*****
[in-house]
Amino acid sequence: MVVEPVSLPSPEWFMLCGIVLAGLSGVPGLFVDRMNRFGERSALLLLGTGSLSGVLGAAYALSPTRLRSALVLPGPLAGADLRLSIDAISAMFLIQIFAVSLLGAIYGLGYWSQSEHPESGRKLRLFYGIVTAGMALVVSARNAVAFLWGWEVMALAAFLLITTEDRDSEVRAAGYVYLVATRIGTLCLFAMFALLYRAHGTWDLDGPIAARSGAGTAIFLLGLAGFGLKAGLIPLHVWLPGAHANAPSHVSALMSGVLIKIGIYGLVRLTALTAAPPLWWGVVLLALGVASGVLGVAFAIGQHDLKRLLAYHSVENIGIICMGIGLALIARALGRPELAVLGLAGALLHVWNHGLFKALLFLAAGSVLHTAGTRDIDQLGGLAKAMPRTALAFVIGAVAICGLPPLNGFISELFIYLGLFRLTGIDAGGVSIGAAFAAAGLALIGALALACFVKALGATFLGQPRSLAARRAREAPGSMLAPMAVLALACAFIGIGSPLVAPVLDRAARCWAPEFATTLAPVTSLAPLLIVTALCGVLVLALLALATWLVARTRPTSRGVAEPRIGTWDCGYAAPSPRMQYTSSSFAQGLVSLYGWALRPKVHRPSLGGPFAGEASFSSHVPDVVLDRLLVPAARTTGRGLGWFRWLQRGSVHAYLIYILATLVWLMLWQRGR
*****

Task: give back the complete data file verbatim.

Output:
[in-house]
Amino acid sequence: MVVEPVSLPSPEWFMLCGIVLAGLSGVPGLFVDRMNRFGERSALLLLGTGSLSGVLGAAYALSPTRLRSALVLPGPLAGADLRLSIDAISAMFLIQIFAVSLLGAIYGLGYWSQSEHPESGRKLRLFYGIVTAGMALVVSARNAVAFLWGWEVMALAAFLLITTEDRDSEVRAAGYVYLVATRIGTLCLFAMFALLYRAHGTWDLDGPIAARSGAGTAIFLLGLAGFGLKAGLIPLHVWLPGAHANAPSHVSALMSGVLIKIGIYGLVRLTALTAAPPLWWGVVLLALGVASGVLGVAFAIGQHDLKRLLAYHSVENIGIICMGIGLALIARALGRPELAVLGLAGALLHVWNHGLFKALLFLAAGSVLHTAGTRDIDQLGGLAKAMPRTALAFVIGAVAICGLPPLNGFISELFIYLGLFRLTGIDAGGVSIGAAFAAAGLALIGALALACFVKALGATFLGQPRSLAARRAREAPGSMLAPMAVLALACAFIGIGSPLVAPVLDRAARCWAPEFATTLAPVTSLAPLLIVTALCGVLVLALLALATWLVARTRPTSRGVAEPRIGTWDCGYAAPSPRMQYTSSSFAQGLVSLYGWALRPKVHRPSLGGPFAGEASFSSHVPDVVLDRLLVPAARTTGRGLGWFRWLQRGSVHAYLIYILATLVWLMLWQRGR